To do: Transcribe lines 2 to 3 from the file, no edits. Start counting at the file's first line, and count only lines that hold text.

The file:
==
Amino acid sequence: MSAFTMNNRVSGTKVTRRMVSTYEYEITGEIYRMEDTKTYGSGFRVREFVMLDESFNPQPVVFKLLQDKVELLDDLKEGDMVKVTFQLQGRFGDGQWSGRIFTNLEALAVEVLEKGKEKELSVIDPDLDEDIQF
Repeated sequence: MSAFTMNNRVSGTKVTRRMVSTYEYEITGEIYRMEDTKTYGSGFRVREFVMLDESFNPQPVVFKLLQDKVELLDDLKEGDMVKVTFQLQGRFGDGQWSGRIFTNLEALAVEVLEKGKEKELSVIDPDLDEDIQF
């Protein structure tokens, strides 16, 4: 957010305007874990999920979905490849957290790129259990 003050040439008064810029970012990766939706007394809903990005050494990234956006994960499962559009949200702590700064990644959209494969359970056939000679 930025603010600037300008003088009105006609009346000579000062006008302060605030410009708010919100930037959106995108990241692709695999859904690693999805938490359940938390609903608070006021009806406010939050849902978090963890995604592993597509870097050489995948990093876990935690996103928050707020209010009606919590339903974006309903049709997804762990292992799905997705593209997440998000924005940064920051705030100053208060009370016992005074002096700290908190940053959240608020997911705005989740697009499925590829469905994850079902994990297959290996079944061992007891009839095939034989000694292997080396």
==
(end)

Repeated sequence: MSAFTMNNRVSGTKVTRRMVSTYEYEITGEIYRMEDTKTYGSGFRVREFVMLDESFNPQPVVFKLLQDKVELLDDLKEGDMVKVTFQLQGRFGDGQWSGRIFTNLEALAVEVLEKGKEKELSVIDPDLDEDIQF
């Protein structure tokens, strides 16, 4: 957010305007874990999920979905490849957290790129259990 003050040439008064810029970012990766939706007394809903990005050494990234956006994960499962559009949200702590700064990644959209494969359970056939000679 930025603010600037300008003088009105006609009346000579000062006008302060605030410009708010919100930037959106995108990241692709695999859904690693999805938490359940938390609903608070006021009806406010939050849902978090963890995604592993597509870097050489995948990093876990935690996103928050707020209010009606919590339903974006309903049709997804762990292992799905997705593209997440998000924005940064920051705030100053208060009370016992005074002096700290908190940053959240608020997911705005989740697009499925590829469905994850079902994990297959290996079944061992007891009839095939034989000694292997080396």